When Accubits first developed their models with TensorFlow, Python, Flask, and other resources, they were training on Intel® Xeon® processors and inferencing with the help of NVIDIA GPUs alongside Intel® Core™ processors. Without the GPUs and using original code, their solution was very sluggish. The GPUs boosted inferencing and analytics time, but not fast enough for real-time or near real-time applications. With Accubits’ partnership with Intel, the AI Builders team was able to leverage key Intel technologies and hardware to optimize the application and increase performance significantly to deliver near real-time inference results and thus eliminate the need for GPUs.
To improve performance on CPUs alone, Intel worked with Accubits’ developers to:
- Leverage Intel Distribution of OpenVINO™ toolkit to accelerate deep learning inference for their models
- Use the Intel Optimizations for TensorFlow* and Intel Distribution for Python*, which included the Intel Math Kernel Library and other resources, for optimal performance
- Tune their codes with Intel VTune™ amplifier
CPU-based Inferencing Delivers Greater Value and Lowers Cost
What these optimizations mean for Accubits’ customers is notably greater scalability at lower deployment costs. Purpose-built hardware, such as GPUs, can often be cost-prohibitive for large deployments, which limits a customer’s ability to scale and derive maximum benefit from a solution. Additionally, performance boosts from the software optimizations that are now a part of Emotyx allow the solution to handle more cameras without having to add more compute hardware. Considering a typical Accubits installation is 100 cameras or more, customers can keep the inference and analytics hardware costs down, which is a huge plus.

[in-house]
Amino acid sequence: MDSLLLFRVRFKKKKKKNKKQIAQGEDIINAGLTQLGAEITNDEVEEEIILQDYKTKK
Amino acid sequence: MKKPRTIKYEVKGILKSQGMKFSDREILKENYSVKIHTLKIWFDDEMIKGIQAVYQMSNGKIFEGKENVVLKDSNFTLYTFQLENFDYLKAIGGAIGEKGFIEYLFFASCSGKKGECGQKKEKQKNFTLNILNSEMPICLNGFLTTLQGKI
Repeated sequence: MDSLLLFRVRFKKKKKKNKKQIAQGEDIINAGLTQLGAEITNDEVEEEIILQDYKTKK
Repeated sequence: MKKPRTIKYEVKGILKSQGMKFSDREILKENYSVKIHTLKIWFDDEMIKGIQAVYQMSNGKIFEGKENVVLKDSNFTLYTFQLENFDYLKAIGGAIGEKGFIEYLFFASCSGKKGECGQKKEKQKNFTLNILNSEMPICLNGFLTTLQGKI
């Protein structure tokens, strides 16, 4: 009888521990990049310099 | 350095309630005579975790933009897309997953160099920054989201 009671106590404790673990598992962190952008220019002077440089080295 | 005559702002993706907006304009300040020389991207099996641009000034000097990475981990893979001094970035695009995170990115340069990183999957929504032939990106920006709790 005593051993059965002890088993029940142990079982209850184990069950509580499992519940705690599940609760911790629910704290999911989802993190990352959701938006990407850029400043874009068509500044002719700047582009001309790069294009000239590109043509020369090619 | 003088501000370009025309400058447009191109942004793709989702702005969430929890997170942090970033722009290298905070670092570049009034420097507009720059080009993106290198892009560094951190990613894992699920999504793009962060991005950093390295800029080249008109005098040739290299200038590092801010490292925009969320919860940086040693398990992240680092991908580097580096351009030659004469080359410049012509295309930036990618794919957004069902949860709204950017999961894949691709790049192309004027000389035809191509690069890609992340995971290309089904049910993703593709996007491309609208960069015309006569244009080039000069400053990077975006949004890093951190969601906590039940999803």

Quickly and intelligently analyzing CCTV footage and capturing valuable, actionable insights from them helps companies stay ahead of the curve with both customers and competitors alike. Accubits has optimized their computer vision application for optimal performance and cost on mainstream hardware, to potentially lower CapEx and OpEx while providing critical insights that its customers need.
Individual privacy is the biggest concern for Accubits when it comes to developing computer vision-based solutions for the mass market. Their facial recognition technology employs neural encodings while saving an individual’s facial profile, which makes it harder to decipher identities even for the teams working on the solution.
Learn more about the Intel AI Builders program at https://builders.intel.com/ai.
Visit the solution catalog to learn more about Accubits’ market-ready solution for your enterprise.
Intel technologies’ features and benefits depend on system configuration and may require enabled hardware, software or service activation. Performance varies depending on system configuration. No product or component can be absolutely secure.
For more complete information about performance and benchmark results, visit www.intel.com/benchmarks.